For optimal air moisture, peperomia plants prefer humidity levels between 40% and 60%. However, they can adapt to typical home environments with 30%-40% humidity. Still, while Peperomia Silver Frost tolerates average household humidity, it does appreciate higher levels.

Monitor your Peperomia caperata for signs of temperature or humidity stress. Dry or wilting leaves may indicate too high or too low a temperature, respectively. If the plant isn’t growing well or seems lackluster, consider adjusting the humidity, especially if the leaf tips appear brown or crispy.

To raise humidity:

  • Use a tray filled with water and pebbles under the plant, which releases moisture through evaporation.
  • Group your Peperomia Frost with other humidity-loving tropical plants to share humidity through transpiration.
  • Invest in a humidifier to maintain optimal humidity levels, especially during drier months.

Soil and Planting

Caring for a Peperomia Frost requires the right soil and planting techniques. Let’s delve into the soil composition and planting methods that work best for this plant.

Moist potting mix: An 80/20 ratio of Miracle-Gro indoor potting mix and perlite ensures excellent drainage while supplying the necessary nutrients for your Peperomia Frost.

Including coconut coir, which is an eco-friendly alternative to sphagnum moss and peat moss, in the soil mixture will help your plant retain water effectively, ensuring your Peperomia Frost remains hydrated.

Alternatively, you can mix a ready-made, high-quality succulent soil with potting soil at a 50/50 ratio. Of course, LECA, lightweight expanded clay aggregate, is all the rage these days, and makes for an ideal potting medium for peperomia plants.


While fertilizing isn’t necessary, if you choose to do so, go for a straightforward 20-20-20 fertilizer during spring and summer. Be aware of signs indicating excessive fertilizer use, such as yellow Peperomia Frost leaves, wilting, or stunted growth. If these occur, halt fertilizing and flush the soil with water to eliminate the excess.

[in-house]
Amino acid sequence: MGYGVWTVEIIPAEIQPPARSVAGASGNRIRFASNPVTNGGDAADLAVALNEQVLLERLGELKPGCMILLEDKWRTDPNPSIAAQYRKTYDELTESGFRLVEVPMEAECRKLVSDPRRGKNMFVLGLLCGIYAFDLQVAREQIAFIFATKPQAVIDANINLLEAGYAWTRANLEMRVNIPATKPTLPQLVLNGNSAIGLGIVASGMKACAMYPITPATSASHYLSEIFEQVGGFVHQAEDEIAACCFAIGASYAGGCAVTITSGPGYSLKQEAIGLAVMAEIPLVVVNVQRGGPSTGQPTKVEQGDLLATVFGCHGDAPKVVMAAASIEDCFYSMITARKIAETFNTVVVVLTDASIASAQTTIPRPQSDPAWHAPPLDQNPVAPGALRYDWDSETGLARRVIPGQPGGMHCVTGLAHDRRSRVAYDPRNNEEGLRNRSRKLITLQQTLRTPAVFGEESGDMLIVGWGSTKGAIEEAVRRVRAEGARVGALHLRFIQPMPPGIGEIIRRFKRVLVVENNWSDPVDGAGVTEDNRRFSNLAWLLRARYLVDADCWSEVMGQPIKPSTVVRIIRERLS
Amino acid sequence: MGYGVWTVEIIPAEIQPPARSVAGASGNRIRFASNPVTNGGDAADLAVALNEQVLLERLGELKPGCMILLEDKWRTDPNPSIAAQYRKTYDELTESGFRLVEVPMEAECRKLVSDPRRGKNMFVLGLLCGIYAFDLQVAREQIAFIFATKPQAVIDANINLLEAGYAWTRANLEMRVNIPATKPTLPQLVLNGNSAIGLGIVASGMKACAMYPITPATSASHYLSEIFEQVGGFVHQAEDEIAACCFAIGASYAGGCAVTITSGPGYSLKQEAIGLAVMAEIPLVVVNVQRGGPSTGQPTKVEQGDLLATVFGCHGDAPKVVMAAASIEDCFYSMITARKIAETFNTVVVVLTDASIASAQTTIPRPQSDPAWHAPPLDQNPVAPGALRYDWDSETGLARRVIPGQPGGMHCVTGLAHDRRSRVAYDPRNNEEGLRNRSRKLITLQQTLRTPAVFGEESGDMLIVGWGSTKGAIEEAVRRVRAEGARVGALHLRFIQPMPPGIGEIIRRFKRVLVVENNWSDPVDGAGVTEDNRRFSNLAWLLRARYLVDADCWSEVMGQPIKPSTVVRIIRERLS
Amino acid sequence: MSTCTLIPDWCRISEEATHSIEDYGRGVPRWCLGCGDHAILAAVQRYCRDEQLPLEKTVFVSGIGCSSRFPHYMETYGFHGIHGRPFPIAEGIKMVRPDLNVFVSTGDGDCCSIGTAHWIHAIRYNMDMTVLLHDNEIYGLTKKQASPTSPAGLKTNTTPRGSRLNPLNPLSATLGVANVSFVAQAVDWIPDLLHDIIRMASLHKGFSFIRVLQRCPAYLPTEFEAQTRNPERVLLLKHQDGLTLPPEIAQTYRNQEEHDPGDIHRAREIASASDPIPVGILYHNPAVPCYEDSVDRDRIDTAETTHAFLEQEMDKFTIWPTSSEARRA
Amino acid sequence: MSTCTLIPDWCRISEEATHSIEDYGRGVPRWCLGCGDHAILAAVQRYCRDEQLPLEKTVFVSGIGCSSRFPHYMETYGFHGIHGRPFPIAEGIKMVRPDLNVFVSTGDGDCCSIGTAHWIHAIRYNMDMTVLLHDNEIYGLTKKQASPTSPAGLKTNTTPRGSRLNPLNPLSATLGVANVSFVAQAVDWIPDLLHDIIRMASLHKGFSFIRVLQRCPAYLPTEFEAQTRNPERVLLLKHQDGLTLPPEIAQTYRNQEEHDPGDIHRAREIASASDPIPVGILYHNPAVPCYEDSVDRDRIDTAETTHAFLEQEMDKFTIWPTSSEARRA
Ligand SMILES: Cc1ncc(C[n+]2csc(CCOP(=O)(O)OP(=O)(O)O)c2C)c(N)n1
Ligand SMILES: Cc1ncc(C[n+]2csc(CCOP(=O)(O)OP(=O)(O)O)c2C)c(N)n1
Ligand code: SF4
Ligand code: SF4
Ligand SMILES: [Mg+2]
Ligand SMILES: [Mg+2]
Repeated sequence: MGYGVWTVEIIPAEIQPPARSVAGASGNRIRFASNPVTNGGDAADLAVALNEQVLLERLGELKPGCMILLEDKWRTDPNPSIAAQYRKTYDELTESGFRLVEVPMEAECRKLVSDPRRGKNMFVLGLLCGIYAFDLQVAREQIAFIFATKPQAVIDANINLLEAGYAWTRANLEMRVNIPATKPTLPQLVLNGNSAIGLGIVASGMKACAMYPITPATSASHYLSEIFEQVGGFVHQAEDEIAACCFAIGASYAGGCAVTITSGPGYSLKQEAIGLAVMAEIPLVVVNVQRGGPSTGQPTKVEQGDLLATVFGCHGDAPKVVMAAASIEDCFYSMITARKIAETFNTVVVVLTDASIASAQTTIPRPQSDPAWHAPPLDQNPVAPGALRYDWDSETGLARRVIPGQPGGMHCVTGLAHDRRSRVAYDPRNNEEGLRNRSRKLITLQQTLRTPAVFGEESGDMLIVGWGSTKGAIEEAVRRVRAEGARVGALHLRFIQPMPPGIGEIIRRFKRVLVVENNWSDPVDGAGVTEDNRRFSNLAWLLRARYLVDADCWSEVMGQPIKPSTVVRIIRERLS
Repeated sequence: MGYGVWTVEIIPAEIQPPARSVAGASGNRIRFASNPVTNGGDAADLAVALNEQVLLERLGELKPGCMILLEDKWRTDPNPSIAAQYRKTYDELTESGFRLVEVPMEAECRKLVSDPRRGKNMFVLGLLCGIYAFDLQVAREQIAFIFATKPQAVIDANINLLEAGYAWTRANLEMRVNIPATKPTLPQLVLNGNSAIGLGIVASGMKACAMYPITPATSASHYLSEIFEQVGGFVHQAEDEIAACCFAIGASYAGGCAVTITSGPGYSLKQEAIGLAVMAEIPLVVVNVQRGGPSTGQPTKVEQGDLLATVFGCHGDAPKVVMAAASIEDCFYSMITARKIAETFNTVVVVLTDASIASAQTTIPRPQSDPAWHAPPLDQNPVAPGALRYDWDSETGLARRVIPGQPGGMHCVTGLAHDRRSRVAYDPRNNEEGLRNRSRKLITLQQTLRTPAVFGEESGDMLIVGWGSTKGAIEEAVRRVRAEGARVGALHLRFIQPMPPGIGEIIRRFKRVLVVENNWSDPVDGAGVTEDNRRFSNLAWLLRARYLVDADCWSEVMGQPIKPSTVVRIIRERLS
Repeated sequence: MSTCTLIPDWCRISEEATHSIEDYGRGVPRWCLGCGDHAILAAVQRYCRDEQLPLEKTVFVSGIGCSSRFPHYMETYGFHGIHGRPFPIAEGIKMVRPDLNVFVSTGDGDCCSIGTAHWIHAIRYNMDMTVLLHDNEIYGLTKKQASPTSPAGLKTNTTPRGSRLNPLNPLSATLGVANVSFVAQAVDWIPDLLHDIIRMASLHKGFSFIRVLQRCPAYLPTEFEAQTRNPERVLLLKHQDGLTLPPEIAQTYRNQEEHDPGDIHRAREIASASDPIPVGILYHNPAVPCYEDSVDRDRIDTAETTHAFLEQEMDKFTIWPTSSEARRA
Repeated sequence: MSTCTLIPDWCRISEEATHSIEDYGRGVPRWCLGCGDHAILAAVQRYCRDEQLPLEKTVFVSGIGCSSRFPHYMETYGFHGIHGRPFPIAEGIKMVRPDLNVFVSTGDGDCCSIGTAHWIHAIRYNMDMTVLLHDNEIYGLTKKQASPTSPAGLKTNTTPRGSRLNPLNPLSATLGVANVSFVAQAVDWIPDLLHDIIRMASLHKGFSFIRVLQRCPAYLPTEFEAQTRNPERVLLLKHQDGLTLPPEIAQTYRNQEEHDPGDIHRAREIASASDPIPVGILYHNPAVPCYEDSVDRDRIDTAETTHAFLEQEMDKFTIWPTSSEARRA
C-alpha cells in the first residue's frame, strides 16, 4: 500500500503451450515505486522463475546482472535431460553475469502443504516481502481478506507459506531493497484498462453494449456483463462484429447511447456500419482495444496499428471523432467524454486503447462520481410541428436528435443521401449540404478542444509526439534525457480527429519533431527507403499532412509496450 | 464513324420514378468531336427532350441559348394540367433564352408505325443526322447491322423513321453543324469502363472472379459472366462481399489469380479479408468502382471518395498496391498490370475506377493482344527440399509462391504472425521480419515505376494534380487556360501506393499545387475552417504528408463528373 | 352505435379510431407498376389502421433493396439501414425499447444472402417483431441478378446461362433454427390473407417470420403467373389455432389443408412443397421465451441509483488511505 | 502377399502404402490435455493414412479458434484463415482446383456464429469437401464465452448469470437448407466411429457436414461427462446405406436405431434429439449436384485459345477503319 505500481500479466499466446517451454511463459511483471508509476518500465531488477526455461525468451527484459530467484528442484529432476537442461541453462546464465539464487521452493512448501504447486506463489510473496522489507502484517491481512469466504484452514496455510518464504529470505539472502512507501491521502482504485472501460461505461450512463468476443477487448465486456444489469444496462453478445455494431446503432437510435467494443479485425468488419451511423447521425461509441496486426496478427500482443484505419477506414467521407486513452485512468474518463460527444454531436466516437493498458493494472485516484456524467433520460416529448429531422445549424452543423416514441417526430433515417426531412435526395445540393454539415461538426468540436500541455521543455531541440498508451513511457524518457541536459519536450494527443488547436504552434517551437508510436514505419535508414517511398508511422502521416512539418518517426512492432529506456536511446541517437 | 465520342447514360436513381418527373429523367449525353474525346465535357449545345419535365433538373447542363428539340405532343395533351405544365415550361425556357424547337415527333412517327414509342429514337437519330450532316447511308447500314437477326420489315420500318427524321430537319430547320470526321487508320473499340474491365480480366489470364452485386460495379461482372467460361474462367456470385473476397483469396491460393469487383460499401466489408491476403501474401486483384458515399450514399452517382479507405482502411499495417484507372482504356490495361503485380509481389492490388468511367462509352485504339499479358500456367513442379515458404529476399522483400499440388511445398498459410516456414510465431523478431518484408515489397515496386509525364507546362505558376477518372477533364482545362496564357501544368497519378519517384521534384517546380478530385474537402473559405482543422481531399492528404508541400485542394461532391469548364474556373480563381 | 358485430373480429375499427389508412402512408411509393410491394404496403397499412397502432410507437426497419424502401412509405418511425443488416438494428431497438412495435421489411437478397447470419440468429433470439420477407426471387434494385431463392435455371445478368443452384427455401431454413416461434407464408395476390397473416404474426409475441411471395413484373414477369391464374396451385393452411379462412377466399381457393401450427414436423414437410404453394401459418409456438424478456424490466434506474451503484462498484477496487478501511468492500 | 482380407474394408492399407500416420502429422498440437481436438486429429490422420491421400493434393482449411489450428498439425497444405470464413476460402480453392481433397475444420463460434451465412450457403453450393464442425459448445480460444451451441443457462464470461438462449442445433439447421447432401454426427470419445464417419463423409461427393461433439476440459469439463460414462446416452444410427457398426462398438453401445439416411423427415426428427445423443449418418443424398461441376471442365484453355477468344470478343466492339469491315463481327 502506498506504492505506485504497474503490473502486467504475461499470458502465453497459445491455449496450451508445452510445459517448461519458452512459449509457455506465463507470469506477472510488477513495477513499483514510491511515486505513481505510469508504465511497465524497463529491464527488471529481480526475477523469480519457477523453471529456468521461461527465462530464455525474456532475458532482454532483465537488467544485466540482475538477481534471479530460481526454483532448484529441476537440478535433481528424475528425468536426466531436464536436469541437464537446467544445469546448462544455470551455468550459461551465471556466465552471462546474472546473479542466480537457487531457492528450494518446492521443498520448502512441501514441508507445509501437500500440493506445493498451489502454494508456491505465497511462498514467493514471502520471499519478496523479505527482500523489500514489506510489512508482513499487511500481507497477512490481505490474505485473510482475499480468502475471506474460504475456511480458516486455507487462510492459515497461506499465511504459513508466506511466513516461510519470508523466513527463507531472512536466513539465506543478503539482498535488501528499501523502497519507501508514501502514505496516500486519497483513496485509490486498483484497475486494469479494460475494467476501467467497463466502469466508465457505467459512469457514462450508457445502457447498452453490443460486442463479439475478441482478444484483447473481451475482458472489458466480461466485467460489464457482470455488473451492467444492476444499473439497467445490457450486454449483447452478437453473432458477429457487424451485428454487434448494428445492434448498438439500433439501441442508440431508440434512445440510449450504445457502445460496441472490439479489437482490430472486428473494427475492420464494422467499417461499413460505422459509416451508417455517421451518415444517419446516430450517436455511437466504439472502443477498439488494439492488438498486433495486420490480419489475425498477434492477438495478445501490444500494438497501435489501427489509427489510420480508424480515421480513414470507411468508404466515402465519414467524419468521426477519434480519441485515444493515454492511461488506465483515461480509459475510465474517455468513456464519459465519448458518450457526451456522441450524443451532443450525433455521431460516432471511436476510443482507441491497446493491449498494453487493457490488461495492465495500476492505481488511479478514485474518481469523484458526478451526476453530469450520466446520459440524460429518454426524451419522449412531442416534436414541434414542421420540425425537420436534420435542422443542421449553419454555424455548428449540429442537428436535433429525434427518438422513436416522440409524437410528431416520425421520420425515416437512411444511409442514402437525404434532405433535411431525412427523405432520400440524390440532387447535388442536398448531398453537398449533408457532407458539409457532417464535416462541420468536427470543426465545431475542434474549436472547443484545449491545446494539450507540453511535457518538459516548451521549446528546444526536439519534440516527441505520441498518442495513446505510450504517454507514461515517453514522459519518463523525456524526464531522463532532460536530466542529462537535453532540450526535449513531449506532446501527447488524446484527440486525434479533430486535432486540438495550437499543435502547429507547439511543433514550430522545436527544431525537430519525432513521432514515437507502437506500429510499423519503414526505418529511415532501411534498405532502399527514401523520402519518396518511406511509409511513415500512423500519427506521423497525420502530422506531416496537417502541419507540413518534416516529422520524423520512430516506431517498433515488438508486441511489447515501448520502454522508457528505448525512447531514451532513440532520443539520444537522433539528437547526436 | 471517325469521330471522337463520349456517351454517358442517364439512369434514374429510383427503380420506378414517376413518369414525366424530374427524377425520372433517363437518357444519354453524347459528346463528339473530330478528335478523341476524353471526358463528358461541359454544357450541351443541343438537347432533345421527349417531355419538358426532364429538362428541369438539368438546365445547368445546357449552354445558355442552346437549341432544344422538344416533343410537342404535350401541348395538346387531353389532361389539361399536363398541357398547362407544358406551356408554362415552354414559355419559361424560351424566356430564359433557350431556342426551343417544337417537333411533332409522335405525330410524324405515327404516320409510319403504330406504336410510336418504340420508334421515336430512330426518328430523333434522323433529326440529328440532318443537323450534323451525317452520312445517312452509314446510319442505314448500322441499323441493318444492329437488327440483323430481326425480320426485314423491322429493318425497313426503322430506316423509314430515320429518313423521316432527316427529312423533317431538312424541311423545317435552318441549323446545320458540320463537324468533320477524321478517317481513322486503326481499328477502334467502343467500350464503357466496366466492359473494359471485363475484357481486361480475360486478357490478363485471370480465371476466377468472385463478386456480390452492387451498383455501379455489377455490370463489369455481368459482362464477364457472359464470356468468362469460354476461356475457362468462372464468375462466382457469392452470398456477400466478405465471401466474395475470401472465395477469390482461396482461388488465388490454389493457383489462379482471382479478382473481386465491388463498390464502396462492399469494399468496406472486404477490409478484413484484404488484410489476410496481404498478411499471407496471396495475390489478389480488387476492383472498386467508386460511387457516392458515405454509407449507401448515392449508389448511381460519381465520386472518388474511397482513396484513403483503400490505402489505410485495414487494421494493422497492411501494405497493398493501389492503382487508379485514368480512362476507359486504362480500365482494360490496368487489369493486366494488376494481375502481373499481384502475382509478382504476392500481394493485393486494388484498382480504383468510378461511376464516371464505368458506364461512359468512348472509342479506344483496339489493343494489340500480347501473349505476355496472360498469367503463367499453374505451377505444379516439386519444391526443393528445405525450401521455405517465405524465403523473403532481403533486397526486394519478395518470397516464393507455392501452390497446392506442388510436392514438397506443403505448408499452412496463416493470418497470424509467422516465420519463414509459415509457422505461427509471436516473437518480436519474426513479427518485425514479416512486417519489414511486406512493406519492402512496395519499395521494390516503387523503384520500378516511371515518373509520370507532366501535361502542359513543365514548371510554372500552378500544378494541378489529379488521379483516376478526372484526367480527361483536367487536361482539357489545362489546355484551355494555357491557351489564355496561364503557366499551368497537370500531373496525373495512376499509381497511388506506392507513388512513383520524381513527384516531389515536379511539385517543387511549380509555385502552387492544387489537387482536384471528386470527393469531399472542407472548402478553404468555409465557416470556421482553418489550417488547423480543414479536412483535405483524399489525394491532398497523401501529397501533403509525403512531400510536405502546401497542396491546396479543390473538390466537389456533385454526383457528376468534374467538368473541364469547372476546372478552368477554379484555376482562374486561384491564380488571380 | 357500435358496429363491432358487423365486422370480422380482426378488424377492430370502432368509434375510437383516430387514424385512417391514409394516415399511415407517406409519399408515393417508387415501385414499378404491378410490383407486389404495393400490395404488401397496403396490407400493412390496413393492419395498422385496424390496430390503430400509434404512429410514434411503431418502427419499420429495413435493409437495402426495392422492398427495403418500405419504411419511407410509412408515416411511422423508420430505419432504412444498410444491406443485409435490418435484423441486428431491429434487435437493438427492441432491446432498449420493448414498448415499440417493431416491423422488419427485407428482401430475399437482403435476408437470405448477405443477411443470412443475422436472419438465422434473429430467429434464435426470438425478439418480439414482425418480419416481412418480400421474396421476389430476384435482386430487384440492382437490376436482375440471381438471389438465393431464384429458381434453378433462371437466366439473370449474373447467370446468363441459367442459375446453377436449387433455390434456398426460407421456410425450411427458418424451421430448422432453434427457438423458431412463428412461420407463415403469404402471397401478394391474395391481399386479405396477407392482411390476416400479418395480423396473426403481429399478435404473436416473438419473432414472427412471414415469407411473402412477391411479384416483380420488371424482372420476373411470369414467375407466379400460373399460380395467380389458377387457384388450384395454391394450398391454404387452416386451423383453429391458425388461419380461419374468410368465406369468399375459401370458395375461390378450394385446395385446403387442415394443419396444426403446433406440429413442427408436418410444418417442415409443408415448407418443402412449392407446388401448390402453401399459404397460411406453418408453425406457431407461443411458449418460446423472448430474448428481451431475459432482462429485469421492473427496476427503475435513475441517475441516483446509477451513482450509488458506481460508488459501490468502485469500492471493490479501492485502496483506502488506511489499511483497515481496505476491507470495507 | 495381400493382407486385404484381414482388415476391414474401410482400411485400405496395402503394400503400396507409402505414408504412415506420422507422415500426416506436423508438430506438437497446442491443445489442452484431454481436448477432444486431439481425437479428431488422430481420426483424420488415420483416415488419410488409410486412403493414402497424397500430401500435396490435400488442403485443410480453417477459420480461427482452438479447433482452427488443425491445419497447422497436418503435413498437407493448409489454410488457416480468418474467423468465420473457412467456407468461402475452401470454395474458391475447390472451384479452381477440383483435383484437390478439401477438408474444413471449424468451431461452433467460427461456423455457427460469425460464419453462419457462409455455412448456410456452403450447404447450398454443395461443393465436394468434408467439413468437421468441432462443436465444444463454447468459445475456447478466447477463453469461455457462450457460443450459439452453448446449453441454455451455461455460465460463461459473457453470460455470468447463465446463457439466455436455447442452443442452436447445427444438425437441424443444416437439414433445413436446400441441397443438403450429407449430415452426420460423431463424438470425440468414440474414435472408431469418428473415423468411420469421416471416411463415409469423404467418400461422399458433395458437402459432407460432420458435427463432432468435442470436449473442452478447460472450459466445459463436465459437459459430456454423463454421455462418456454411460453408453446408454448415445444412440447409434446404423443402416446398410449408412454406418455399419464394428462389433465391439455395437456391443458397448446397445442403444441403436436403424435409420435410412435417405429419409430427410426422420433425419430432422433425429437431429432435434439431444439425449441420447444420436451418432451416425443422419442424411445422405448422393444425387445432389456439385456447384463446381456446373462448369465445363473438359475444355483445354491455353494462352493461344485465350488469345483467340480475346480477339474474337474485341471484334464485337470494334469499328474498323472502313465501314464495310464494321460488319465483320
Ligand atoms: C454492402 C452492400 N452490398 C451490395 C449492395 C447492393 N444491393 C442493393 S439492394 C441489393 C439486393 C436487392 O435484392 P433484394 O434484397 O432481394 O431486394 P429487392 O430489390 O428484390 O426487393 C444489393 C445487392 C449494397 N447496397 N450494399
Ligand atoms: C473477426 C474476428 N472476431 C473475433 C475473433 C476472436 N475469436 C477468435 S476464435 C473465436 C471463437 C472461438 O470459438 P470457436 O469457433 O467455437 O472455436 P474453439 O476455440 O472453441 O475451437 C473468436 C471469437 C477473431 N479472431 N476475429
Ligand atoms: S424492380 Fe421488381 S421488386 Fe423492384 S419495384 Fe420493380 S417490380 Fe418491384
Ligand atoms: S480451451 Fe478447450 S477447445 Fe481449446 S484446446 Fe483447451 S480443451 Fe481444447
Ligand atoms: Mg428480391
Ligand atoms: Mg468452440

You can propagate Peperomia Frost using a leaf or stem cutting in LECA or water. In this guide, we’ll cover both techniques.

Propagating Peperomia Frost via stem cuttings:

  1. Take a good look at your Peperomia Frost and choose a healthy stem for propagation. Make sure the stem has a few healthy leaves. Use sterilized gardening shears to cut the stem cleanly, being careful not to damage the mother plant.
  2. To propagate using LECA, insert the stem cutting into moistened LECA, small clay balls that provide excellent drainage and aeration for plant roots. Use a container with a layer of moist LECA at the bottom and place the cutting in it. Keep the LECA moist and situate the container in an area with low light. Over the next few weeks, keep an eye out for the development of roots.
  3. For water propagation, fill a small container with filtered or bottled water and put the cutting in it. Be mindful not to submerge any leaves in the water to prevent rot. Position the container in a spot without direct sun. Refresh the water every few days, and within a couple of weeks, you should notice roots beginning to grow.
  4. When roots have grown to at least an inch long, carefully transplant your Peperomia Frost cutting into soil. Use a potting mix and bury the rooted cutting, ensuring the roots are fully covered. Keep the soil consistently moist but not waterlogged during the first weeks to allow the new plant to establish itself.

Propagating Peperomia Frost via leaf cuttings:

  1. Select a healthy, mature leaf from your Peperomia Frost. Use a clean, sharp pair of scissors or pruning shears to make a cut at the petiole (the stem connecting the leaf to the main plant).
  2. Allow leaf cuttings to air dry for a few hours, which helps the cut end heal and prevents rotting.
  3. Prepare a small planting container with well-draining soil, preferably a mix of perlite and potting soil.
  4. Insert the cut end of the petiole into the soil, making sure that the leaf is in contact with the soil surface.
  5. Place the container in a warm, bright spot with indirect sunlight, and maintain a temperature of 65-75°F for optimal growth.
  6. Keep the soil slightly moist until you see new growth, which typically takes a few weeks to a month.

Common Issues

Peperomia Frost is generally a low-maintenance houseplant, but like any other peperomia plants, it can still run into some issues. Keep an eye out for these common problems, and follow our helpful tips to ensure your Peperomia Frost plant stays happy and healthy.

Yellow Leaves

If your Peperomia Frost starts displaying yellow leaves, it’s often a sign of nutrient deficiency. Don’t fret — this is easily resolved with a diluted balanced fertilizer. Just remember not to overdo it, because excessively feeding your plant can lead to new issues.